Shot in the Dark: Many Texans Not Sold on Vaccine

As COVID-19 vaccines continue to roll out, hundreds of thousands of Texans are lining up to get them. But a large number are not so anxious to take the shot. A new survey from the University of Houston Hobby School of Public Affairs finds nearly one-third of Texans (32%) say they "probably" or "definitely" will NOT get the vaccine. "That number is important, because most experts say that in order to achieve herd immunity, you need to have between 70 to 90 percent of the population vaccinated," says Renèe Cross, Director of the Hobby School. More than half of respondents said they "definitely" or "probably" WILL get the shot, while 9% have not decided.

Among those who probably or definitely won't get the vaccine, the biggest reason was uncertainty. "People feel that the vaccine is just too new, and folks want to wait and see how it works for other people," says Cross. "Beyond that, a lot of Texans just have a lack of trust in government, and in the pharmaceutical companies to make sure that the vaccine is safe."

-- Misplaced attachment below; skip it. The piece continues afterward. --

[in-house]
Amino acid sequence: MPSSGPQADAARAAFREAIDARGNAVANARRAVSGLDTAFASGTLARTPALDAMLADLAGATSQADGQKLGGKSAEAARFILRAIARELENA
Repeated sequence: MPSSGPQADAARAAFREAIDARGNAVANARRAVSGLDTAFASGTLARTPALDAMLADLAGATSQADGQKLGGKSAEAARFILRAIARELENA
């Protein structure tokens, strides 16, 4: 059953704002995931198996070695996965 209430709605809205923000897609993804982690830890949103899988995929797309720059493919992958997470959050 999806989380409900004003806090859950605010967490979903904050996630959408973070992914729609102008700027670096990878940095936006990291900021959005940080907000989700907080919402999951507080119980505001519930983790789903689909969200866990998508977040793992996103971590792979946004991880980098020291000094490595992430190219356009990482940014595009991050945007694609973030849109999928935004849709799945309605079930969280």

The survey results also broke sharply along party lines. "Democrats were much more likely to say they will get vaccinated, in contrast to Republicans who are much less likely to become vaccinated," says Cross. Indeed, Democrats were more than twice as likely to say they will get vaccinated than Republicans (53% to 33%).

Cross notes that we're still less than two months into vaccinations, so it's likely these attitudes will soften over time. "A lot of people just didn't want to be the first ones in, but I think as time goes on that more people will be more likely to get it, especially when people have easier access to it," she tells KTRH.

"However, I do think we need to launch a strong educational campaign about why it's so important to receive the vaccine."

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